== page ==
TV Review – True Detective: Night Country ‘Part 1’

For 3 seasons, Nic Pizzolatto gripped audiences with the dark, shocking and incredibly thematically existential series True Detective. The iconic first series, lead by outstanding, career best performances from Matthew McConaughey and Woody Harrelson, took us down in to the sweaty, gross marshes of Louisiana for an epic 17-year murder investigation that became more about the purpose of existence than it did the crimes on show. And with it’s wild critical and audience success, a slew of high calibre actors lined up to succeed True Detective’s brilliant opening series, delivering intense stories and solid performances from the likes of Mahershala Ali, Colin Farrell, and Rachel McAdams.

Now, after a just over 4-year hiatus, and with a new showrunner in Mexican filmmaker Issa Lopez (Tigers Are Not Afraid), the series returns for the first time with a subtitle – True Detective: Night Country. After 3 seasons showcasing America’s heat and humidity with locations such as Louisiana, California and the Ozarks, Lopez takes this new investigation to the dark, freezing landscapes of Alaska during the ‘days of night’, in which the sun does not rise for up to 60 days.

True Detective: Night Country ‘Part 1’ begins with an unsettling scene of an unexplained force that causes a herd of moose to launch themselves of a tall ice glacier to their violent, witnessed by an Indigenous Alaskan woman, who without saying a word, conveys that there is something beyond human control at play here, immediately creating an uneasy feeling of tension within the fictional town of Ennis. Simultaneously to the horrific event with the moose, a research station also experiences a strange series of events, leading to the disappearance of all eight scientists, and the only evidence left behind in the station is a cut off human tongue.

Days later, Liz Danvers (Jodie Foster), a local Ennis police officer, is the put in charge of the investigation, who immediately finds parallels with a missing persons case of an Indigenous woman from years before that was swept under the rug by the previous police department heads. With connections to the missing persons cold case is Danvers’ former partner, Evangeline Navarro (Kali Reis), who begrudgingly reunites with Danvers to figure out the mystery behind the missing scientists, and perhaps find some validity to a curse that has haunted her family for years.

Issa Lopez has taken the core fundamentals of what makes True Detective so engaging, and given a brilliant, refreshing new spin on the aesthetic. Night Country is definitely a riveting crime drama with a mystery that always keeps the audience guessing at arm’s length. But much like the previous iterations of the show, it’s the personal complexities of the characters that serve as the most interesting and riveting aspects of the story. Danvers is a single parent with a troubled teenage daughter who has entangled herself in a sex tape scandal with another underage teenager. Navarro is haunted by a curse she believes took the lives of her mother and sister, and her disappointment in the people who have disregarded the cases of missing Indigenous women in Ennis and the surrounding areas are the source of a burning anger inside of her.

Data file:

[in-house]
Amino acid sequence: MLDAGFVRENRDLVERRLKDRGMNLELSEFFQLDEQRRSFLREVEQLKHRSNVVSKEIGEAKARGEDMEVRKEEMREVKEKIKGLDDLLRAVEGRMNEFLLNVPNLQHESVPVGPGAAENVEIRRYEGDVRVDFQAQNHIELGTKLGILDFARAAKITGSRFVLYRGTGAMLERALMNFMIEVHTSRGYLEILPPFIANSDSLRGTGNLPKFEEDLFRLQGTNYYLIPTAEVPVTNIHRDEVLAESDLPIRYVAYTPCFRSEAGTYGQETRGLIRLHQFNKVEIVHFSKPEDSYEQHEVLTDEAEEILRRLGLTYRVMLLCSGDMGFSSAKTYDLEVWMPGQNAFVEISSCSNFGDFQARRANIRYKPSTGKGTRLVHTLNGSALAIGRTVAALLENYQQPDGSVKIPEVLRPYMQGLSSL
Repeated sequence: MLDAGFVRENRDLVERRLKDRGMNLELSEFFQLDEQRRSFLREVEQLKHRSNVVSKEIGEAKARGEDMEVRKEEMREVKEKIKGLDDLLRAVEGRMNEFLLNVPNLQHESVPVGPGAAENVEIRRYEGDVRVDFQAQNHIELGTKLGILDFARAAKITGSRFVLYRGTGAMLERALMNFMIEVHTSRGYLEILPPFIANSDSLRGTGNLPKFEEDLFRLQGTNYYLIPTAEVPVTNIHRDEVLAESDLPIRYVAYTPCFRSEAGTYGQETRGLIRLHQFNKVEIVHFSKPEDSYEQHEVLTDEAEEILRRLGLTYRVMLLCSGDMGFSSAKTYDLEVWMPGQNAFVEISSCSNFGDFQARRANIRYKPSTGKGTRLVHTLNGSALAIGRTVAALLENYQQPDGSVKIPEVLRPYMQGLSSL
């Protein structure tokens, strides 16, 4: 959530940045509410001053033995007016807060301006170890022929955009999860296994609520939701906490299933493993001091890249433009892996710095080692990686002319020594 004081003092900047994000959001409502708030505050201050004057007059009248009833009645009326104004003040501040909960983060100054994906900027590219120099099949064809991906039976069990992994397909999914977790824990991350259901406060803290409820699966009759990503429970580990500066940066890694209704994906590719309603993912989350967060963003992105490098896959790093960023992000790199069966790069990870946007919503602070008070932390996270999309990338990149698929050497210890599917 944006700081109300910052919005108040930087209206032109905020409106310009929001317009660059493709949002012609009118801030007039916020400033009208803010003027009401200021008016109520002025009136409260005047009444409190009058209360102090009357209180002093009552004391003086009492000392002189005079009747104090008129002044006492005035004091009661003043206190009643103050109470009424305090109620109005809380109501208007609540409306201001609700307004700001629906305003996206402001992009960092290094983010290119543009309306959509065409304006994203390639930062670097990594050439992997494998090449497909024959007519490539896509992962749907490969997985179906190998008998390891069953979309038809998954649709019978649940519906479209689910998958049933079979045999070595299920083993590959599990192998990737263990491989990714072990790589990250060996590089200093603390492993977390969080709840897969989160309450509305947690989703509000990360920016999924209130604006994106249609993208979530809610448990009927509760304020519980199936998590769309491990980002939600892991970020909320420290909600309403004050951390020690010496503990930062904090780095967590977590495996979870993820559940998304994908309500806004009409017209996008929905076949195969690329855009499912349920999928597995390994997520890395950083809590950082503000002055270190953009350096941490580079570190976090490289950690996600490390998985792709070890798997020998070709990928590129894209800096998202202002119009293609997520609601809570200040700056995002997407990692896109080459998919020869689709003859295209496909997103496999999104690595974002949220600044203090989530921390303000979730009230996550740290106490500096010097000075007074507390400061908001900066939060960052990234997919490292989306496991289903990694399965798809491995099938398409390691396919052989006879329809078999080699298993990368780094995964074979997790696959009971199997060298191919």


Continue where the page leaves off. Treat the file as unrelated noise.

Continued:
But it’s the new location of Night Country that is arguably the most interesting change for this series. Heavily inspired by the terrifying atmosphere of The Thing and The Shining, this cold, dark, and vast land creates the vibe that Night Country isn’t just a crime mystery, but it’s also a horror. The cinematography and lighting are used for an unsettling feeling that lingers throughout the show. And then on top of that, the supernatural elements that are introduced (also an element that featured heavily in the shows first season) lend to some great jump scares that will keep audiences on their toes, just as much as the investigation itself will.

Issa Lopez has done a fantastic job of taking the core fundamentals of what makes True Detective so riveting, and putting a refreshing, atmospheric twist on them to make Night Country arguable the best season of True Detective since it’s masterpiece first season. The horror inclination makes for the most entertaining version of unsettling television, and the performances from Jodie Foster and Kali Reis draw you in to the mystery by the collar, and never lets go.

The first episode of True Detective: Night Country will stream on BINGE from Monday, January 15.

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Nick L'Barrow
Nick L'Barrow
Nick is a Brisbane-based film/TV reviewer. He gained his following starting with his 60 second video reviews of all the latest releases on Instagram (@nicksflicksfix), before launching a monthly podcast with Peter Gray called Monthly Movie Marathon. Nick contributes to Novastream with interviews and reviews for the latest blockbusters.

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